Ethics @ Work: The institutionalization of Internet crime

I was naturally intrigued by a story claiming that Israel has the highest level of Internet-fraud perpetrators per user.

internet cafe computers  (photo credit: )
internet cafe computers
(photo credit: )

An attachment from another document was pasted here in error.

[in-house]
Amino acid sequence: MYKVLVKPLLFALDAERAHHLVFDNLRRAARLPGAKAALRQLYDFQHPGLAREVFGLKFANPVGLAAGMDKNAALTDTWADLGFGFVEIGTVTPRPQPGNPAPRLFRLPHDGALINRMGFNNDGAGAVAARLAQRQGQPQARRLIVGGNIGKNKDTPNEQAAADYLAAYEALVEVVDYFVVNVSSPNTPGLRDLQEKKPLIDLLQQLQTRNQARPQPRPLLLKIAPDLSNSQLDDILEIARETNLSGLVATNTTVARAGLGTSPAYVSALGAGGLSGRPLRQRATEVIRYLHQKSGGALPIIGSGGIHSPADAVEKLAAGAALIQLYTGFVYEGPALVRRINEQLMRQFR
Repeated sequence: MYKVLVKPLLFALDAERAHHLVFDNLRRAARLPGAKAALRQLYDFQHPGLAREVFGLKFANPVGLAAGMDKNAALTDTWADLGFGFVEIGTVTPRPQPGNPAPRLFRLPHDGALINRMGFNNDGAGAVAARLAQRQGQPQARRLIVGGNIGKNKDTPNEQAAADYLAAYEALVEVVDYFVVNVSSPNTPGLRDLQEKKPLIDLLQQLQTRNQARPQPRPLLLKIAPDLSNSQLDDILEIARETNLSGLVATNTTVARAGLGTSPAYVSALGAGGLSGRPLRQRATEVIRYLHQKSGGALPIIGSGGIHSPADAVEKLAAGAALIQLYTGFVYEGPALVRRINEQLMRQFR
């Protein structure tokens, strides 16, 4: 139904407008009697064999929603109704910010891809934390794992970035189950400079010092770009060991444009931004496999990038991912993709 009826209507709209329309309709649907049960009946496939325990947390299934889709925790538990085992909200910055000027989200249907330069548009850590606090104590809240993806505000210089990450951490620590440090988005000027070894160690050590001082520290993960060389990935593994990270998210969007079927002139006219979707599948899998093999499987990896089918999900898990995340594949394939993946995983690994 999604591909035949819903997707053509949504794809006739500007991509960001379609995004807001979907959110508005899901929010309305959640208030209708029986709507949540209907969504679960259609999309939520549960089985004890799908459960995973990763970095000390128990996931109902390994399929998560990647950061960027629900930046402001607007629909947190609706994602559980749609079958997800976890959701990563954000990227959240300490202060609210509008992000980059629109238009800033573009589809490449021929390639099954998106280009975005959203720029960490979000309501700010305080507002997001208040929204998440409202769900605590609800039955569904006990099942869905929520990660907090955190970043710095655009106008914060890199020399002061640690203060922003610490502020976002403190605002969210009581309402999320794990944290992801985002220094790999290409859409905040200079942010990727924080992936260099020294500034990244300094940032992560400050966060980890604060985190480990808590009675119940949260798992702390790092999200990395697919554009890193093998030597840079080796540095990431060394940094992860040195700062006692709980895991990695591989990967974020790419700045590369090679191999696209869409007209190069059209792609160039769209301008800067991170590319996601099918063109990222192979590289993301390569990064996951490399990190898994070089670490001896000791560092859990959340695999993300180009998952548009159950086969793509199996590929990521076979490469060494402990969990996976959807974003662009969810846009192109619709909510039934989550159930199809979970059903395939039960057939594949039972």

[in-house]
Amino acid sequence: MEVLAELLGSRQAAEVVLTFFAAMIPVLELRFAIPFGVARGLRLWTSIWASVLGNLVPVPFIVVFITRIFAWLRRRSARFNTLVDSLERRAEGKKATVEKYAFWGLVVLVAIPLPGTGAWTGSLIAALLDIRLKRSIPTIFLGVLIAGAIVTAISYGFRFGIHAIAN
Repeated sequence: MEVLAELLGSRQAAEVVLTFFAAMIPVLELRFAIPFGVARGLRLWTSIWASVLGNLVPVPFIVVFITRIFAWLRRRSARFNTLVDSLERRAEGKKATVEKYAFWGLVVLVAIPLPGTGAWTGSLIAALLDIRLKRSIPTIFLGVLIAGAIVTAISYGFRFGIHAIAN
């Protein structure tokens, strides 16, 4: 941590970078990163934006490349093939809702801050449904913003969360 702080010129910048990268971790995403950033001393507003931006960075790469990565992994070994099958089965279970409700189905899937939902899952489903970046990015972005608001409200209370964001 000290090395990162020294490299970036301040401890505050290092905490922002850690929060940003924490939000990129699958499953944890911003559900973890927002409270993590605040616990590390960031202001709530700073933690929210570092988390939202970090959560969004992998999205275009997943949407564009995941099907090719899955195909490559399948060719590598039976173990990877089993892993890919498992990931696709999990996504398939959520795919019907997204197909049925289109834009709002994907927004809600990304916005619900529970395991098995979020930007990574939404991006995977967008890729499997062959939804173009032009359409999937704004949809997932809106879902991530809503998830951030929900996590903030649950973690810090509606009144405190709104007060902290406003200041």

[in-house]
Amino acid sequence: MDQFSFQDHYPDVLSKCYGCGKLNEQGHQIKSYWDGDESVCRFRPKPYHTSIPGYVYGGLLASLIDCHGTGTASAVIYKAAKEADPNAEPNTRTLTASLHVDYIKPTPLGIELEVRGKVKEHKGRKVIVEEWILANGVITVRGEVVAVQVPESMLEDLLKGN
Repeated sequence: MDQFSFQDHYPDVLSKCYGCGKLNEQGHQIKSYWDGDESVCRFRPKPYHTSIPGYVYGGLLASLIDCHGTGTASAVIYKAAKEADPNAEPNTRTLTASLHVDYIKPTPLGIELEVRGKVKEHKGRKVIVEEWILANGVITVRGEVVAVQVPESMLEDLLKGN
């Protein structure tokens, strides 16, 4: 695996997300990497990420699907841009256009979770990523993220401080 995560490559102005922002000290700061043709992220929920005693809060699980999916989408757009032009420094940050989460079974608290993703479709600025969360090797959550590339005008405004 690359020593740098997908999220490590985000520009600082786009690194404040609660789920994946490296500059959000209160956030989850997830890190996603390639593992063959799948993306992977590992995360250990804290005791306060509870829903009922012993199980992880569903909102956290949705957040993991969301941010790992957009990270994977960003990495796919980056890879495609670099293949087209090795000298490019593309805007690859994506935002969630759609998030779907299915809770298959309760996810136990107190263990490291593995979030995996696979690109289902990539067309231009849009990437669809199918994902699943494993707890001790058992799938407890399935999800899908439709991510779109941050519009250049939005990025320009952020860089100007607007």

In my never-ending quest for original Israeli business ethics stories, I was naturally intrigued by a story claiming that Israel has the highest level of Internet-fraud perpetrators per user. The cited source was a semi-annual report issued by Internet security firm Symantec. But the report does not actually give much detail about Israel, which is after all a little phish in the pond despite its disproportionate impact. It is far too early to declare Israel the champion in on-line fraud. However, the report itself is a fascinating glimpse into the international underworld of Internet crime. I am tempted to turn this column into a kind of reader service and just list some of the thousand unnatural shocks that virtual flesh is heir to. But anyone interested in details can download the report himself. (Or something cleverly camouflaged as the report by some Internet criminal.) In this column I will concentrate on one aspect of the report: the remarkable sophistication of Internet crime. A lot of Internet crime of the past did not really require much sophistication or cooperation. You certainly don't have to be a genius to send spam. Most "phishing" expeditions are also pretty amateurish. ("Phishing" means using some kind of bait to lure users into providing private information. Like the poor guy from central Africa who has to find someone help move $15 million to a foreign bank if you'll only give him your account information.) When technical prowess was needed, it was generally of the kind that could be provided and exploited by an isolated clever individual. One ingenious youngster can figure out how to steal credit card information; then he (or she - according to one site, 25% of Internet criminals are women) sells the numbers to someone else who is an expert in using them. Above all, these efforts had a fly-by-night character. You stole the information and sold it the same day, or soon after. Even a denial-of-service attack, which required coordinated activity, could be planned and carried out in a short time and the perpetrators could then disperse. The advanced strategies enumerated in the Symantec report sound much too complex to be implemented by isolated individuals. They require teamwork and patience. For example, there is a rise in multi-stage strategies. A "Trojan horse" (a program which the user intentionally installs, not knowing its malicious nature) is then used as a security breach to install further system vulnerabilities. Or a dating/friendship site is tampered with in order to provide information which is then used to design a custom-made phishing lure. (Symantec calls this "intelligence lead phishing.") In addition to multi-stage strategies, some of the approaches require combinations of expertise - for example, computer knowledge combined with knowledge of financial institutions. The picture that emerges is not of isolated hackers but rather of hi-tech startups. For example, the report states that "Consolidated bot networks will likely mean that organizations will have to deal with a well-entrenched, experienced, and dedicated group of bot network owners instead of a population of hobby hackers." For me, the most fascinating evidence of institutionalization was the following: "Throughout 2006, Symantec detected an average of 27 percent fewer unique phishing messages on weekends than the weekday average of 961." While this may just reflect the amount of e-mail read or a lessened ability to exploit readers on weekends when some businesses are closed, it suggested to me that the Internet criminals of today are working nine-to-five jobs in regular offices with cubicles and collecting monthly paychecks. I imagine that between scams they stand around the water cooler shooting the breeze and endure endless staff meetings with boring Power Point presentations bearing obfuscatory titles such as "Functional modalities in intelligence lead phishing." A recent article in "e-week" magazine revealed that employees in this industry are recruited by mundane ads in ordinary employment listing sites. When the author replied to one of these ads seeking a "money mule" who could exploit stolen credit card numbers, he was contacted by the hiring manager of the company, who explained the salary arrangement. (Not enough to get rich, by the way.) The company then sent a personal information form and a detailed employment agreement. This in turn suggests that laws regulating this activity are weak or weakly enforced. People don't have nine-to-five jobs in activities that can easily land them in jail. This suspicion is supported by a little bit of research. Based on a small amount of Internet research, I could find only a few dozen cases of people convicted for Internet fraud. A large fraction of these were actually cases of corporate crime, where recognized corporations launched sophisticated attacks on competitors. While further research is needed, it is clear to me that the law is lagging far behind the reality in Internet crime, and that new legislation is needed in Israel and elsewhere to drive Internet crime much farther underground. The writer is research director at the Business Ethics Center of Jerusalem (, an independent institute in the Jerusalem College of Technology.